Metro creates art out of waste, sets up park in east Delhi
From iron scraps to discarded sheets, broken pipes and tiles - Delhi Metro has used all kinds of waste to develop a park in east Delhi’s Shastri Park. Besides medicinal plants and herbs, the 42,000-square-metres park has 12 sculptures that have been created out of 20-25 tonnes of waste.
Delhi generates 10,000 tonnes of municipal solid waste, 30 tonnes electronic waste, 70 tonnes biomedical waste, 4,000 tonnes construction/demolition waste and 800 tonnes plastic waste daily. However, the processes to recycle this massive pile of waste are negligible.
The park, which will be opened in two months, is situated close to the Shastri Park Metro station.
“We have named it Eco Park. We sourced the waste from various construction sites. Twelve sculptors - 11 Indians and one South Korean - have created one sculpture each out the waste,” said a DMRC spokesperson.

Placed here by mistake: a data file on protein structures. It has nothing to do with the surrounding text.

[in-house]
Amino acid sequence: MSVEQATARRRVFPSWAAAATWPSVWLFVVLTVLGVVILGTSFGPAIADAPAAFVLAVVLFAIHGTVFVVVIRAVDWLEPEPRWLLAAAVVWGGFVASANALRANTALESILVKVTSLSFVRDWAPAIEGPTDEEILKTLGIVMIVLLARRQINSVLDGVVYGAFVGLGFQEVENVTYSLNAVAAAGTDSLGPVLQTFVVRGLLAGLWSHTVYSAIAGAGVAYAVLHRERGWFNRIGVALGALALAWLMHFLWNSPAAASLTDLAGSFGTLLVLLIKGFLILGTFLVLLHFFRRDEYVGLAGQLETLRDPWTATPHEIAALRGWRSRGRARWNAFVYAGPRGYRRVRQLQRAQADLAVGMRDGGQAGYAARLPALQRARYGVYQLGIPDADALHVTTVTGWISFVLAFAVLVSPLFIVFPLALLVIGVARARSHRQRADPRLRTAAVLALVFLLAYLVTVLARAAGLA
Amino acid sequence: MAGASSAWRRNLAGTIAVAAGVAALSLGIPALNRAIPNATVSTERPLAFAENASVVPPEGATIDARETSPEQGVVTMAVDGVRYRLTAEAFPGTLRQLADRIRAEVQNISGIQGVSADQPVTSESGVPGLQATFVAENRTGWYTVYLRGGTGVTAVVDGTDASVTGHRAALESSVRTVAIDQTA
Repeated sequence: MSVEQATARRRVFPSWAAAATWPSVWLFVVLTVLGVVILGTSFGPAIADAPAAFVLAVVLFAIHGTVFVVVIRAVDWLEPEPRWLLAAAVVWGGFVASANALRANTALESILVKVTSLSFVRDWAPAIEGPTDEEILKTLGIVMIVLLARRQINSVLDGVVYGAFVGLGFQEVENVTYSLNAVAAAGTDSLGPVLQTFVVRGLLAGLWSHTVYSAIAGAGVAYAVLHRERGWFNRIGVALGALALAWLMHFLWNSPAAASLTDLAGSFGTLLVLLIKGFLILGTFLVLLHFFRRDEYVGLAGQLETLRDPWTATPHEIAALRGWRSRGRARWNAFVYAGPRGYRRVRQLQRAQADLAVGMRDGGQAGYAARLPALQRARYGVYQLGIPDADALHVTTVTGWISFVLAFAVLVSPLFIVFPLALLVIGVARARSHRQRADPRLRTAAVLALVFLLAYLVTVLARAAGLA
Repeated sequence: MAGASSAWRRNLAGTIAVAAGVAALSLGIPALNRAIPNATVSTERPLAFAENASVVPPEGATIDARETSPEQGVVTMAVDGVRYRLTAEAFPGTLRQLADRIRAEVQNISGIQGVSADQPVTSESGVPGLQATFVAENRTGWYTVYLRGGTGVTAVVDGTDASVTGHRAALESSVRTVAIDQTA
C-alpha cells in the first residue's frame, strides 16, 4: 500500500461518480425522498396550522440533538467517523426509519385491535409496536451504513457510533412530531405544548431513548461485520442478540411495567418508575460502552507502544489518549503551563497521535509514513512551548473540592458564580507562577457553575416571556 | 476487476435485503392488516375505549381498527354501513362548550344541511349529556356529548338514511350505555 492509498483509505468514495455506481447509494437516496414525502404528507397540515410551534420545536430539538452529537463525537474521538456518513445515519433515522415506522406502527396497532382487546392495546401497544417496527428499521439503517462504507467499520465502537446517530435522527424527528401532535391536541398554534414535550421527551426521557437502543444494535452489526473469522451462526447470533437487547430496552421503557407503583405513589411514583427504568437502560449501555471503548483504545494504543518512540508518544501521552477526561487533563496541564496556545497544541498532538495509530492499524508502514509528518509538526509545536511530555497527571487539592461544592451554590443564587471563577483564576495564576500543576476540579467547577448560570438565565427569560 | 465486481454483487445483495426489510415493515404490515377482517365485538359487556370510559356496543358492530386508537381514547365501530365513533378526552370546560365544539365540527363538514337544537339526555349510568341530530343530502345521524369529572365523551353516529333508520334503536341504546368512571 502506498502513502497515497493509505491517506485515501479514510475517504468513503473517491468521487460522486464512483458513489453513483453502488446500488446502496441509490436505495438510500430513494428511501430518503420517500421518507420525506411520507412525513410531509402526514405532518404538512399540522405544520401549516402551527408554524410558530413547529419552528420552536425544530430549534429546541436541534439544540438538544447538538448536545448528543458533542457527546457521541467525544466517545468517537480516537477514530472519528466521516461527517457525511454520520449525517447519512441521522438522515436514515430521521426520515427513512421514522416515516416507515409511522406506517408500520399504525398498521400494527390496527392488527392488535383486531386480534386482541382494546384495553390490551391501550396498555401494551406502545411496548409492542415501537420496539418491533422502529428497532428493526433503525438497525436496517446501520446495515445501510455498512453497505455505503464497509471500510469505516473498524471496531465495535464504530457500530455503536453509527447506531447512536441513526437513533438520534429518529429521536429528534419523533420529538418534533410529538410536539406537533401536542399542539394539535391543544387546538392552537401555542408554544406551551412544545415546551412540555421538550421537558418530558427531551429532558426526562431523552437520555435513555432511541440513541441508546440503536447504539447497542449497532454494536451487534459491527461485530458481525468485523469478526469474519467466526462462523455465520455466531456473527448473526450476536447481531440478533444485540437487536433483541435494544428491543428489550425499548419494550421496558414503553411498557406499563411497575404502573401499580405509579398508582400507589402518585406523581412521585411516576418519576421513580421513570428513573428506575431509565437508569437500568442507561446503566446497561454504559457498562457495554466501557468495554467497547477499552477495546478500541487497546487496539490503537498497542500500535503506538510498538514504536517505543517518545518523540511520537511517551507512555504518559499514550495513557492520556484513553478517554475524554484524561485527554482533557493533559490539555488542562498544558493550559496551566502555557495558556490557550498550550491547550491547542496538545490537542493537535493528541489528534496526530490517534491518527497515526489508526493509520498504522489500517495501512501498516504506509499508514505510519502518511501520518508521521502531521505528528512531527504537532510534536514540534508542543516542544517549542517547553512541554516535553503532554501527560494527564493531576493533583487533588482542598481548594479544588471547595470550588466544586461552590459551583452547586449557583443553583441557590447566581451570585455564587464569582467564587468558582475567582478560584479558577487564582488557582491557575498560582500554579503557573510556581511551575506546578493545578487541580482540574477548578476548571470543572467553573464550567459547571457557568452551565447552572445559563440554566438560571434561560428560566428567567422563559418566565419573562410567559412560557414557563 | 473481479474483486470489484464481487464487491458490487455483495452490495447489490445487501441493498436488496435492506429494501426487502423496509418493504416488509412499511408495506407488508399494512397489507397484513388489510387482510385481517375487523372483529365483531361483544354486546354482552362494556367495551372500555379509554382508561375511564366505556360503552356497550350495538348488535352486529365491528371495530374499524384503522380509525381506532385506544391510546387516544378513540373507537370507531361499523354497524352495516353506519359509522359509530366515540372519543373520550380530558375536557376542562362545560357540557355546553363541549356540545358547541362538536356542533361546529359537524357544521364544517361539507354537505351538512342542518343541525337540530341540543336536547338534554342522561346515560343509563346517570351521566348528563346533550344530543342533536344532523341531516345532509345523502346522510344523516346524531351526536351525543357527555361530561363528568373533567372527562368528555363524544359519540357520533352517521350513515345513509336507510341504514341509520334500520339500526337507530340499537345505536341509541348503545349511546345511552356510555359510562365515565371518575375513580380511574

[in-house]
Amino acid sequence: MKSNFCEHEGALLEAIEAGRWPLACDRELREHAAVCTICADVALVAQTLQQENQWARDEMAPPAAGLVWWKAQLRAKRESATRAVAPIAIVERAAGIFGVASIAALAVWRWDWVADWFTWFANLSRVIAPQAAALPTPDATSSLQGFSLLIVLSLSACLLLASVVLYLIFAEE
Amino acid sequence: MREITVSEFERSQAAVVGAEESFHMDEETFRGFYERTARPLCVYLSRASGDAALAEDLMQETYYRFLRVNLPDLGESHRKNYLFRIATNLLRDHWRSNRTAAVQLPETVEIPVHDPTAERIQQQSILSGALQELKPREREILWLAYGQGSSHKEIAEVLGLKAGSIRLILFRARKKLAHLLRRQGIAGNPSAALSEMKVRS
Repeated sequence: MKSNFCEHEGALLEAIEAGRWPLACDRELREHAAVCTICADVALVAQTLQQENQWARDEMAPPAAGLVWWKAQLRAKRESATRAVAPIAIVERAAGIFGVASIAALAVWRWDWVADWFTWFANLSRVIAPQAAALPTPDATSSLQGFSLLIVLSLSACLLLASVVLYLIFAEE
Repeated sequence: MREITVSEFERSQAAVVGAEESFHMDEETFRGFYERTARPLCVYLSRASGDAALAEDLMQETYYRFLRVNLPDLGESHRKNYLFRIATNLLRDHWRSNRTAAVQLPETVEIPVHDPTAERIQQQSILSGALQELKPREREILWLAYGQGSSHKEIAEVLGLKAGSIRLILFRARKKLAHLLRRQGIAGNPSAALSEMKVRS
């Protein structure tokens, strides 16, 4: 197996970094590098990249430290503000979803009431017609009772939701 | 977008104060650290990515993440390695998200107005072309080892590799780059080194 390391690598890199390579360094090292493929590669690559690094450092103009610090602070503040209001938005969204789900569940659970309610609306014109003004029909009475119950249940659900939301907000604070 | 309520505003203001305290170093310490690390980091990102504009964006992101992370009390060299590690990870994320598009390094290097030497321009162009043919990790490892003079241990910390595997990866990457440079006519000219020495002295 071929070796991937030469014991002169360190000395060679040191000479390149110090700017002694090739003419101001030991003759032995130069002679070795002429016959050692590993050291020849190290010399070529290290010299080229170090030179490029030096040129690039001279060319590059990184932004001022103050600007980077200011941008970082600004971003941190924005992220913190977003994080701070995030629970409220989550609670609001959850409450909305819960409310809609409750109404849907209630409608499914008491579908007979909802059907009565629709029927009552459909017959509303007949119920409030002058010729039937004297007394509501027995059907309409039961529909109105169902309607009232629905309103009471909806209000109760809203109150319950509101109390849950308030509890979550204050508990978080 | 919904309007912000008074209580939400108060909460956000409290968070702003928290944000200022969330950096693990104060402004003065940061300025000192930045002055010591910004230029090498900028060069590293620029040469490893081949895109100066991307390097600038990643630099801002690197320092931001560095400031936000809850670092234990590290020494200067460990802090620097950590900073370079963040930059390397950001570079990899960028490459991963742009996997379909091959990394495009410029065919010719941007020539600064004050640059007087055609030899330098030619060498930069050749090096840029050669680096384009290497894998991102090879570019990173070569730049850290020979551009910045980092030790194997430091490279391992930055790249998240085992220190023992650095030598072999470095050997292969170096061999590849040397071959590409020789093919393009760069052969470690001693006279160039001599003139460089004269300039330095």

Metro has used broken tiles and granite to construct walkways in the Eco Park.
“We have grown some rare species of plants in Eco Park. For landscaping native species of shrubs and trees have been used. The seasonal flower plants will also be used. We have tried to choose plant species that require less amount of water,” the spokesperson said.
“Power for lights and other purposes will be generated through solar panels. We will use only treated water. Green waste like leaves and grass will be recycled for making manure,” the spokesperson said.
The Eco Park will also have an artificial lake which will be connected to a rain water harvesting pit. There will be a Yoga Park, Open Theatre, Children’s Park, CISF Parade Ground and a multi-purpose hall.
“We have created planting areas large enough for shade trees to reach their mature height. There are retention areas (waterbody/ lake) to capture the run-off from lawns and other open areas. We have also provided fencing or other protection for planting. Plant materials that can tolerate drought and reflected heat from play surfaces have been selected,” he added.
Besides the Eco Park, the Delhi Metro has been recycling waste -- horticulture, wooden and steel -- to be used in various projects. A carpentry shop has been set up for making use of packing wood and dismantled steel pipes. Broken tiles are being used for waterproofing of rooftops and new barricades are being made from broken pipes of used railings.